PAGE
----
acknowledge that Jesus Christ is the Savior of all men.”
These alterations have angered many Jews.
Notice what Jason Burke wrote in the Observer last
year: “The pope also sparked bewilderment when he
made no mention of anti-Semitism, or the fact that the
Nazis killed millions of people because they were Jewish,
in a speech last year at Auschwitz. He also failed to
acknowledge that there might be some degree of collective
responsibility of the German people” (July 8, 2007).
It’s astounding to me that a German pope—speaking at
Auschwitz, of all places—could not come up with somethingsimilar to the comments made by Angela Merkel. I believe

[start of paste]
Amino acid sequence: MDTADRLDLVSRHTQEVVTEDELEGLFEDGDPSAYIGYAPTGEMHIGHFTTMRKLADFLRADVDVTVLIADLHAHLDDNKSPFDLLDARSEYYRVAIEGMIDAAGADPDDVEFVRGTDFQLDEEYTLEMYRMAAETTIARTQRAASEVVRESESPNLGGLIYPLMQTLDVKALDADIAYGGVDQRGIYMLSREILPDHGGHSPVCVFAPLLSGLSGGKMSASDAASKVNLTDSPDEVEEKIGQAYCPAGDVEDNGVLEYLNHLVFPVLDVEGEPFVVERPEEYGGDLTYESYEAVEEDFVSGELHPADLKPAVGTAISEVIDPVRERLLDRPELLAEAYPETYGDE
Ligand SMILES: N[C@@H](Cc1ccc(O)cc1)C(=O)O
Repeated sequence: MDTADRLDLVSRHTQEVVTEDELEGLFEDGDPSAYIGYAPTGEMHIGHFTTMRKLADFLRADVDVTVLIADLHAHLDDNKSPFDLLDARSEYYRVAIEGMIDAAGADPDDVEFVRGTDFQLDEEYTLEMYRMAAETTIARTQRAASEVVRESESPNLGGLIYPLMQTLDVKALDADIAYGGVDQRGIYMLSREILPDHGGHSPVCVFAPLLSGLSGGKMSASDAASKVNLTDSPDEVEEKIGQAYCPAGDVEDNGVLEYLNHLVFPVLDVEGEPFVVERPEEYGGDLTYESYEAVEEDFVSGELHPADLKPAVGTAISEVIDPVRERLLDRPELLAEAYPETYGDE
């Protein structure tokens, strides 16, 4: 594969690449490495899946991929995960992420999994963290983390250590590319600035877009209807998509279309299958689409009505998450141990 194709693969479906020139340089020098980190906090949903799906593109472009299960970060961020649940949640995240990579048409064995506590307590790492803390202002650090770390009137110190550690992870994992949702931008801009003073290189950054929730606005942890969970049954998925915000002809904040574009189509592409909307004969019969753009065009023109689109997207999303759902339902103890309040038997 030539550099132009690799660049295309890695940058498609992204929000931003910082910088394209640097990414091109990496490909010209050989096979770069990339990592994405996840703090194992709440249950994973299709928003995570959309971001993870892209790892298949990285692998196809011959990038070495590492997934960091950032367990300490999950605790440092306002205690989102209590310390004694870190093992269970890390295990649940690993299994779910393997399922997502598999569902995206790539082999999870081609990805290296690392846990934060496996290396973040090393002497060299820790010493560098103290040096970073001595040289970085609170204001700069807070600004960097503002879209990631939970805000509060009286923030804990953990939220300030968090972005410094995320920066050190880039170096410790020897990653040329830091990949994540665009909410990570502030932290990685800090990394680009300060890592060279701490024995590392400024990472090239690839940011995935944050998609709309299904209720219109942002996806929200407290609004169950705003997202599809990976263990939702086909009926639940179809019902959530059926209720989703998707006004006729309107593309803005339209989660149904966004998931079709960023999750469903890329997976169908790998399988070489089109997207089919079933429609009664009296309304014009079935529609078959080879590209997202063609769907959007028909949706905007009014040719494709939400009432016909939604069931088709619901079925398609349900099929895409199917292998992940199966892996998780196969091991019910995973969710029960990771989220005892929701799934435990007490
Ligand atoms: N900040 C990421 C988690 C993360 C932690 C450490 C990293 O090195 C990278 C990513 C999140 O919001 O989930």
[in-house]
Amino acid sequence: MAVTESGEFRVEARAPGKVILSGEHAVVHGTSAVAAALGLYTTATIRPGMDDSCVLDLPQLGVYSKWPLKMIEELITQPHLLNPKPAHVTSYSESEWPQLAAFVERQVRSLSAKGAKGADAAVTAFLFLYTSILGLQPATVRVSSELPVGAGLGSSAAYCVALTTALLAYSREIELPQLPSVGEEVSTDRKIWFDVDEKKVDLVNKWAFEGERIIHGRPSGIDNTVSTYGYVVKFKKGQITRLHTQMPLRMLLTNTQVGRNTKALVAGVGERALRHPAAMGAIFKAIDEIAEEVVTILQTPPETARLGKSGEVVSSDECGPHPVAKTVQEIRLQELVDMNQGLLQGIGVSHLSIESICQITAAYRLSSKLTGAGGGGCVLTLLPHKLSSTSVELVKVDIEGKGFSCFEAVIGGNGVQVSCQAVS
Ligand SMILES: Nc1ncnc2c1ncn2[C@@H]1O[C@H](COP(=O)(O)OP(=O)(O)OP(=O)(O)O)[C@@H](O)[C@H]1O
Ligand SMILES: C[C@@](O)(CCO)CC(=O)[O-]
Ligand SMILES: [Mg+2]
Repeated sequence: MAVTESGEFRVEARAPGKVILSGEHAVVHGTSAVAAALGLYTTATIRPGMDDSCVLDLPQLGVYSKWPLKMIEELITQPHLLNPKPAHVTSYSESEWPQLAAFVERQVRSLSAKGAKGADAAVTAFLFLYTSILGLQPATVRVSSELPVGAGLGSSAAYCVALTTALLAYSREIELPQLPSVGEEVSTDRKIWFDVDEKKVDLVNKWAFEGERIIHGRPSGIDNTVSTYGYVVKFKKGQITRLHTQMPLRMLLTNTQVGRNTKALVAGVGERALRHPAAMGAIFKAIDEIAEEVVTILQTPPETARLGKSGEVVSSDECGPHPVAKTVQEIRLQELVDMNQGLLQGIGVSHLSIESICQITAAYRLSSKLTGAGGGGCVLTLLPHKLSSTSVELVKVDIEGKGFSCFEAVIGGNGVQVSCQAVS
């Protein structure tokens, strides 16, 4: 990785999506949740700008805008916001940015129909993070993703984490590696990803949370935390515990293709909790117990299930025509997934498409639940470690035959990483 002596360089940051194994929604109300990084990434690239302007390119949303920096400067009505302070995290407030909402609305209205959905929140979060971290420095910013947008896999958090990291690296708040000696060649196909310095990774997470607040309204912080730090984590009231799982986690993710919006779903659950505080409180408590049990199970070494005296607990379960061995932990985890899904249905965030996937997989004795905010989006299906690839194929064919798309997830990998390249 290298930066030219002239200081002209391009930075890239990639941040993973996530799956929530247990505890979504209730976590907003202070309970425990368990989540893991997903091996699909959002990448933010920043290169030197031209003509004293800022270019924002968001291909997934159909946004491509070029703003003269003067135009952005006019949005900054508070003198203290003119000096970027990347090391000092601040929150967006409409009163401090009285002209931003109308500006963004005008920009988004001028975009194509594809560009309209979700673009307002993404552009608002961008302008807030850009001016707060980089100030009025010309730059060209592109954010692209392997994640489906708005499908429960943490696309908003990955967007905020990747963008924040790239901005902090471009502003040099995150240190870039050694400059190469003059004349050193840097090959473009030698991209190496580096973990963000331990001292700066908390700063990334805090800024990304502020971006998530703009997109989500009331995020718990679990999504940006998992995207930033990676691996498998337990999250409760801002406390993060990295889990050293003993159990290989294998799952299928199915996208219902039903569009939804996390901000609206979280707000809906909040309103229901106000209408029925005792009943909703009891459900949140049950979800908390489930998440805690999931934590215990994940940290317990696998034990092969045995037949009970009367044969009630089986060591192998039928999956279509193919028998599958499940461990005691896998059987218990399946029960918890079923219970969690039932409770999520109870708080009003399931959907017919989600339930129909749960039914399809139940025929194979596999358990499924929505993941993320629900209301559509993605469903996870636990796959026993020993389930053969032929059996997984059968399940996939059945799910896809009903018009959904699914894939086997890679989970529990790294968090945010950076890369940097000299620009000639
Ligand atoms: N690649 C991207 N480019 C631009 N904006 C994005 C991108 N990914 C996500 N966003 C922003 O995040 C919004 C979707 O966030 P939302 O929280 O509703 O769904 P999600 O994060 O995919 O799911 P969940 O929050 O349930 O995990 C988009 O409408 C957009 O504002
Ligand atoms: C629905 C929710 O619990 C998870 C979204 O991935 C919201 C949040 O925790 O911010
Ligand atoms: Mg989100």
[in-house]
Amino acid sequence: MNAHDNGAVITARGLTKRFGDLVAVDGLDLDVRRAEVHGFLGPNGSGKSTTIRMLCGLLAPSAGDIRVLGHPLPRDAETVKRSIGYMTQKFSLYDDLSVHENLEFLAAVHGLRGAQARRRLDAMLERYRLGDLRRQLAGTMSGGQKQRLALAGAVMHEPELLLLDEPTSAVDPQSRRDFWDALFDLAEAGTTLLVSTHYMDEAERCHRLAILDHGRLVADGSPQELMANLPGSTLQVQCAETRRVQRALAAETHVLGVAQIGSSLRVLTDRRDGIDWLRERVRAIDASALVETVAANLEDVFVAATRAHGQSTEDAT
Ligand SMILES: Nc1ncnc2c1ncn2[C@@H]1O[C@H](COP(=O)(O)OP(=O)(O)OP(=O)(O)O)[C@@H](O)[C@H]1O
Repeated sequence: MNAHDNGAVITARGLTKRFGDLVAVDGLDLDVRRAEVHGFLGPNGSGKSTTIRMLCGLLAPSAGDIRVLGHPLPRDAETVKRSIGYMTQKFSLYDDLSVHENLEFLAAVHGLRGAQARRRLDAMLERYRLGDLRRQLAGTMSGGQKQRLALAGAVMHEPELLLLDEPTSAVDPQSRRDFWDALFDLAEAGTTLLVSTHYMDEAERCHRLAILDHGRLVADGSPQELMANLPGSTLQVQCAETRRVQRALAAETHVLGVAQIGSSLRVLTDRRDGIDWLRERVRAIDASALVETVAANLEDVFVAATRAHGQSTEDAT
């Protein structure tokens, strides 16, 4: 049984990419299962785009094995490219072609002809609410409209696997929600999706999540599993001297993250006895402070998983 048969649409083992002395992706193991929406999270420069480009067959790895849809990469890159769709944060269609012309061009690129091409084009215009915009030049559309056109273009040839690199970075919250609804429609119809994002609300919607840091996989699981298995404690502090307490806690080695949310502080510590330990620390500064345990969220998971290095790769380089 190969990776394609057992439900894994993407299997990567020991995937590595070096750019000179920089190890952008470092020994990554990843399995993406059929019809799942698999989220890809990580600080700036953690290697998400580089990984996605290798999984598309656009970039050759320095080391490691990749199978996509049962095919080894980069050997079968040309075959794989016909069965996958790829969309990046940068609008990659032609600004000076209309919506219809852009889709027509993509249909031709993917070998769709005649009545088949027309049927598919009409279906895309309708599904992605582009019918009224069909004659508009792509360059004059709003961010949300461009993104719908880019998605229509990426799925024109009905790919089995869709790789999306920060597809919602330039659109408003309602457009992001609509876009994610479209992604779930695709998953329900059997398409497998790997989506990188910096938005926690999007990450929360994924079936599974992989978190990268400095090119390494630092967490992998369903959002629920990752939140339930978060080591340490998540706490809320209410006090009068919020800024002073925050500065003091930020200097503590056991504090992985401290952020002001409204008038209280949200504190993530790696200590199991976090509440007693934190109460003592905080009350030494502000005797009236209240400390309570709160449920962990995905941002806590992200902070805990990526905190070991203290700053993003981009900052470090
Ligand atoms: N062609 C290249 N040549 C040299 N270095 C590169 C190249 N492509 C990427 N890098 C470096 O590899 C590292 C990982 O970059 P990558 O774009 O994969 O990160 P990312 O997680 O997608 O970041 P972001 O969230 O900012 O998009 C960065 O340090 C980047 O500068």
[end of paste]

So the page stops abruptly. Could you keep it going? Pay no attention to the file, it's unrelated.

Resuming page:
because, like many Germans,
Pope Benedict xvi disagrees with many of the key statements
Merkel made—including the mention of shame and guilt.
Gerstenfeld continued in his Jerusalem Post column, “In
contemporary Germany there are significant expressions
of anti-Semitism and racism. … At the same time, there are
efforts in Germany to rewrite the past. Books by historian
Jrg Friedrich, who compares the Allied actions to his
nation’s atrocities during the war, are bestsellers.”
That message—that the Allies were just as guilty as Germany
was—is popular
among Germans! Gerstenfeld
“They promise Holocaust
equivalents by
using Nazi semantics
to describe the Allied
bombings of Germany
during World War ii.”
Rewriting history
in order to glorify, or
at least excuse, Nazi
atrocities is obscene
Margaret Thatcher,
the former prime minister
of Britain, once
said that the problem
with Europe today
is that it has been
anchored to Germany,
instead of the other
way around. Germany
is calling the shots—